EDITORIAL

Russian fallout

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Fallout from Russia's annexation of the Crimea region of Ukraine already is affecting the auto industry in Europe. And the situation could get worse quickly.

Both Russia and Ukraine have amassed forces along their borders. Russian-speaking protestors seized buildings in several eastern Ukraine cities, expanding the scope of conflict. With no viable military option as Russia seized control of Crimea, Western powers imposed measured economic sanctions.

The sanctions have taken the air out of a struggling Russian market, where auto sales fell 5 percent last year. Citing Crimea, IHS Automotive revised its 2014 Russia forecast downward from a 3 percent decline in sales to a 7 percent decline.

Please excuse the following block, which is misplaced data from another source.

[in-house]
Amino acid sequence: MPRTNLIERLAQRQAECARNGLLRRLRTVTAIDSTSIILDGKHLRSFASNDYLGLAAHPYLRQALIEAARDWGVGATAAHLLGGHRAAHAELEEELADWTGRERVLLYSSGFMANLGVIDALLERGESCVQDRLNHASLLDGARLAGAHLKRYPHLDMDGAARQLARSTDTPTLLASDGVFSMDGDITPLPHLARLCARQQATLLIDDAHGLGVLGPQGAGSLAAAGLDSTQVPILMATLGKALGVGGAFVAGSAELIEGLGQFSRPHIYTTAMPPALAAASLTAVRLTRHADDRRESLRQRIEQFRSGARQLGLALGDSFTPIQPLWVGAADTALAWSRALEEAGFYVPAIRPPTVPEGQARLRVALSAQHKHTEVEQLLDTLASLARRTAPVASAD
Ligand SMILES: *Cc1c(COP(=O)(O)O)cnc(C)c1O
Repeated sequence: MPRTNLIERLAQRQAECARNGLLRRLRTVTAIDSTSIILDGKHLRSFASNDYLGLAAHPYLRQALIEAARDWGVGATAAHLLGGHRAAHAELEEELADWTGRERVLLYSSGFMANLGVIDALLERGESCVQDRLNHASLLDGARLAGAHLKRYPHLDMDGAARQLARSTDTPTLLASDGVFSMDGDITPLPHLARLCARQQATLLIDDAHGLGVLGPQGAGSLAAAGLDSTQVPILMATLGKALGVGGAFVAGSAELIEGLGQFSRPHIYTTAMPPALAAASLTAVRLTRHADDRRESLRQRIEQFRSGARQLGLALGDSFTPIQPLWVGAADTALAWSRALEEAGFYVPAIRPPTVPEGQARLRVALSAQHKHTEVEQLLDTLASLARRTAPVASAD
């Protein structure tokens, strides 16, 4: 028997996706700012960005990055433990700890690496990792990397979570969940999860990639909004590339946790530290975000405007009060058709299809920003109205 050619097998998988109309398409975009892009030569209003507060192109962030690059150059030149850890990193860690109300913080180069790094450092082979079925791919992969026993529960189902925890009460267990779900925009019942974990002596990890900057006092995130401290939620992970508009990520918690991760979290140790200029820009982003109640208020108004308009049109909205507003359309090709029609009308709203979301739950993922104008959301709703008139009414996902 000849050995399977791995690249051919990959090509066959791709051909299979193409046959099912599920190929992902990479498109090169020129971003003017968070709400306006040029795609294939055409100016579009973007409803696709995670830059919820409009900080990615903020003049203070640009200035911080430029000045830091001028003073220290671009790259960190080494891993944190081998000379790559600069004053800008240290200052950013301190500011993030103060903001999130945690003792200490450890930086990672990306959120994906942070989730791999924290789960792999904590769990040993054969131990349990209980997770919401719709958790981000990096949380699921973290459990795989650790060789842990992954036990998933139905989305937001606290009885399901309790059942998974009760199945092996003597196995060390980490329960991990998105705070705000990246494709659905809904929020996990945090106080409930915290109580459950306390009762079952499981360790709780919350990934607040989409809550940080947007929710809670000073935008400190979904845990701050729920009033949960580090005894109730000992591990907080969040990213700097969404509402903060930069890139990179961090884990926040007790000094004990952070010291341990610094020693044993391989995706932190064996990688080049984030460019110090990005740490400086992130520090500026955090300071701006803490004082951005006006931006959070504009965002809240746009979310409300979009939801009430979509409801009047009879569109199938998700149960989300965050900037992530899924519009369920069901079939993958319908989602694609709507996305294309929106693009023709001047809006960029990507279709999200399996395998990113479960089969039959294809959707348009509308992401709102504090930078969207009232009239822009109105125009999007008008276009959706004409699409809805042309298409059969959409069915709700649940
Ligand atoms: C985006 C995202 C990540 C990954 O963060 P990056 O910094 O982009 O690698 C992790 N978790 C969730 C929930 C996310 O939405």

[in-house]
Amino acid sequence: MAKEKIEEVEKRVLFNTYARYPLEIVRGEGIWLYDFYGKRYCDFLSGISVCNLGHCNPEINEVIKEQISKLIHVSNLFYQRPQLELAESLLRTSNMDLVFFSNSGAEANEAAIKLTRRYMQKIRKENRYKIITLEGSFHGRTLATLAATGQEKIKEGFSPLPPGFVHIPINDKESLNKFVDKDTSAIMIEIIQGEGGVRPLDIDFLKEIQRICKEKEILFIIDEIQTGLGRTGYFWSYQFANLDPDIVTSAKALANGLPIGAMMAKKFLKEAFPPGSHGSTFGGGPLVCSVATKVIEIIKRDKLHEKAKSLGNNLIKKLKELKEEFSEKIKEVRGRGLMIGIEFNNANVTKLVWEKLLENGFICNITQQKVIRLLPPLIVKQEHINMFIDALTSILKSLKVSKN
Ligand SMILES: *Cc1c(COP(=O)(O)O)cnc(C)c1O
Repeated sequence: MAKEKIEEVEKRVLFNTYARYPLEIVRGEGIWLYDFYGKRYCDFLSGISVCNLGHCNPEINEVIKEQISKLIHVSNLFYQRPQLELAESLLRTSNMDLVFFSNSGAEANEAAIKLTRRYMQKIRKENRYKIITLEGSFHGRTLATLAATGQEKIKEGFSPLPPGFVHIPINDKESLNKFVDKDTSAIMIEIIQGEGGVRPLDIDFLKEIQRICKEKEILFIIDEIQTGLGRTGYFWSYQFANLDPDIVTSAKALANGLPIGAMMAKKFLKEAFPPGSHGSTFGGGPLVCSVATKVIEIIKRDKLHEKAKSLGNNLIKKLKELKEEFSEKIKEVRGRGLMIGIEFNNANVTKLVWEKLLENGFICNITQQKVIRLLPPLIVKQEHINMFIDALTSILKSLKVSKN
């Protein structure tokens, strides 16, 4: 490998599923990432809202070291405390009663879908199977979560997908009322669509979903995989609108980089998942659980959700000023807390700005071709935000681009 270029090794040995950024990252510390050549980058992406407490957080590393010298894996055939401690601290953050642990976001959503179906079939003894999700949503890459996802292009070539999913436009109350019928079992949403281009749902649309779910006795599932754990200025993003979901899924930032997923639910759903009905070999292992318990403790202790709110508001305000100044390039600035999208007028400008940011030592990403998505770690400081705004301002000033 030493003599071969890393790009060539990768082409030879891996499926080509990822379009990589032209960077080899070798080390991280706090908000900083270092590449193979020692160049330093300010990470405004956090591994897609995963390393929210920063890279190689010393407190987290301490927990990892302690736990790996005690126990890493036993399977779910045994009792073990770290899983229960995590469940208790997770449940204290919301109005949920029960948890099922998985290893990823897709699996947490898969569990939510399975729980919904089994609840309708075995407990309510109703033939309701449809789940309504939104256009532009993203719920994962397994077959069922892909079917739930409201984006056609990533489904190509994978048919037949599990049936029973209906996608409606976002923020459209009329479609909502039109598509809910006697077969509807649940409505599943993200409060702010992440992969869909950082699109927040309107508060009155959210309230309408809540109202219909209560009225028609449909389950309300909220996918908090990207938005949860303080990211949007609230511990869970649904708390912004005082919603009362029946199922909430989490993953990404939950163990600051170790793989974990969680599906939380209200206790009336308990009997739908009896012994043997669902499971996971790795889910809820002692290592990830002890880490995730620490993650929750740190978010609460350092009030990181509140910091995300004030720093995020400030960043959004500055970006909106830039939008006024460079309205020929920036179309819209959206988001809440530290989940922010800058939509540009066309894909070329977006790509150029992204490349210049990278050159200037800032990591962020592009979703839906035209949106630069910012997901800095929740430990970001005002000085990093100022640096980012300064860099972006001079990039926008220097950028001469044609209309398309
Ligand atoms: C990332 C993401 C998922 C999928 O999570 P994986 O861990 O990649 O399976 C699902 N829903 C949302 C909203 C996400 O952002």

The Russian ruble has fallen. Foreign investors are halting all Russian projects, The Moscow Times reported. Russia's own agencies slashed this year's economic growth forecast. Russian legislators have drafted bills that if enacted would authorize confiscation of the assets and bank accounts of U.S. and European companies in Russia if Western sanctions are not lifted.

A plunging Russian market hurts European automakers just starting to rebound after six straight years of sales declines.

Global automakers, which previously had announced plans for $10 billion in Russian production investments through 2020, have limited leverage against geopolitical maneuvering.

But they need to muster whatever they can to remind both sides of the economic costs, short and long term.

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